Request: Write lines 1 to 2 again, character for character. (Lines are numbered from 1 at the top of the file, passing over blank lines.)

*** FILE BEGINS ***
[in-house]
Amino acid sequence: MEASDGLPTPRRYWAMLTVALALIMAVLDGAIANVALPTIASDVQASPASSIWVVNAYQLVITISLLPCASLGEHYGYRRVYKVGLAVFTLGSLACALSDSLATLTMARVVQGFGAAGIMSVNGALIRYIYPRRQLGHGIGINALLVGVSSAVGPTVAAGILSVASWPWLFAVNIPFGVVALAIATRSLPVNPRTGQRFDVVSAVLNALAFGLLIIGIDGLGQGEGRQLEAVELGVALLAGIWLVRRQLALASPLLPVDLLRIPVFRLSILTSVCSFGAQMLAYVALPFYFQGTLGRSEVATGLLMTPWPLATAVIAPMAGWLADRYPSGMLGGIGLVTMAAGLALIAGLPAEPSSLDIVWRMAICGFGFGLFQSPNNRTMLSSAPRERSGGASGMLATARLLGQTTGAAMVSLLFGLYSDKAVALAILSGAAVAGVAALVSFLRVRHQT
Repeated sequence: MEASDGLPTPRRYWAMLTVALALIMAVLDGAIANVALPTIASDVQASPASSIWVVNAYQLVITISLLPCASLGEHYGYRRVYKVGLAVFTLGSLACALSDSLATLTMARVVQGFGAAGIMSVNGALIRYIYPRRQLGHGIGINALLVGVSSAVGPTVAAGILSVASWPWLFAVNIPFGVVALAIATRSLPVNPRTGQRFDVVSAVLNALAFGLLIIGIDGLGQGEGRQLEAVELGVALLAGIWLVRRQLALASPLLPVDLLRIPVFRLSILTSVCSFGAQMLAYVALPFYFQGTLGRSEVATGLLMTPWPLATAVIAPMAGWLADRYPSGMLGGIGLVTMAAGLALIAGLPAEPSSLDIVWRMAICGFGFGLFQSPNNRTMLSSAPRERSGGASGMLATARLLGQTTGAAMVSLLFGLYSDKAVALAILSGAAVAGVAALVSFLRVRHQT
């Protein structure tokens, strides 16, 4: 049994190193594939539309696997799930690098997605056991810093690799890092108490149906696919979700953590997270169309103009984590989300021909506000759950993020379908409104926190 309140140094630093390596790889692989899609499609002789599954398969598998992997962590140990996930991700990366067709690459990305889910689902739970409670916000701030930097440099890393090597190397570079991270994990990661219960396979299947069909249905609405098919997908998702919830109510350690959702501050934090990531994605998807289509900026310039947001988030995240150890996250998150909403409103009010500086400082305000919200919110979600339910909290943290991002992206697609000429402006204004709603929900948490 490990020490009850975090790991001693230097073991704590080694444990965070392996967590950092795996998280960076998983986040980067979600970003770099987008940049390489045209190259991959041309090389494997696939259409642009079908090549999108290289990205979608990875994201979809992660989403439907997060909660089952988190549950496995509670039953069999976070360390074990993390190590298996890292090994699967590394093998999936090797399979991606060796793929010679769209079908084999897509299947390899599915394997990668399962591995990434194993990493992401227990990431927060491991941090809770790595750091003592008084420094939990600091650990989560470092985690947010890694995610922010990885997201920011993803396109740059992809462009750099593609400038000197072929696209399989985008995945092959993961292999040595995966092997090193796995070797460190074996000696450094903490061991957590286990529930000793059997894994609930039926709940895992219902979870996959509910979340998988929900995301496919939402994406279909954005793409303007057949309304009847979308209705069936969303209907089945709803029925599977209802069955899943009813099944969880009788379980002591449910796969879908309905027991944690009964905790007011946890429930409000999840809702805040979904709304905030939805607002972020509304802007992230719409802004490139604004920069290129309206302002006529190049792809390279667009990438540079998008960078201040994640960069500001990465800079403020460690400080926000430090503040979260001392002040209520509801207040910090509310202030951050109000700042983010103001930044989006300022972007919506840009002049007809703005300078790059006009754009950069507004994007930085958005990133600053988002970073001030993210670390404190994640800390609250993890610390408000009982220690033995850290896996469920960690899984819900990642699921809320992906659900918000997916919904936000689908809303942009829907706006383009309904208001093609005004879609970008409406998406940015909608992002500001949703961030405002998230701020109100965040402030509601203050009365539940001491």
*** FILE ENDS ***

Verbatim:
[in-house]
Amino acid sequence: MEASDGLPTPRRYWAMLTVALALIMAVLDGAIANVALPTIASDVQASPASSIWVVNAYQLVITISLLPCASLGEHYGYRRVYKVGLAVFTLGSLACALSDSLATLTMARVVQGFGAAGIMSVNGALIRYIYPRRQLGHGIGINALLVGVSSAVGPTVAAGILSVASWPWLFAVNIPFGVVALAIATRSLPVNPRTGQRFDVVSAVLNALAFGLLIIGIDGLGQGEGRQLEAVELGVALLAGIWLVRRQLALASPLLPVDLLRIPVFRLSILTSVCSFGAQMLAYVALPFYFQGTLGRSEVATGLLMTPWPLATAVIAPMAGWLADRYPSGMLGGIGLVTMAAGLALIAGLPAEPSSLDIVWRMAICGFGFGLFQSPNNRTMLSSAPRERSGGASGMLATARLLGQTTGAAMVSLLFGLYSDKAVALAILSGAAVAGVAALVSFLRVRHQT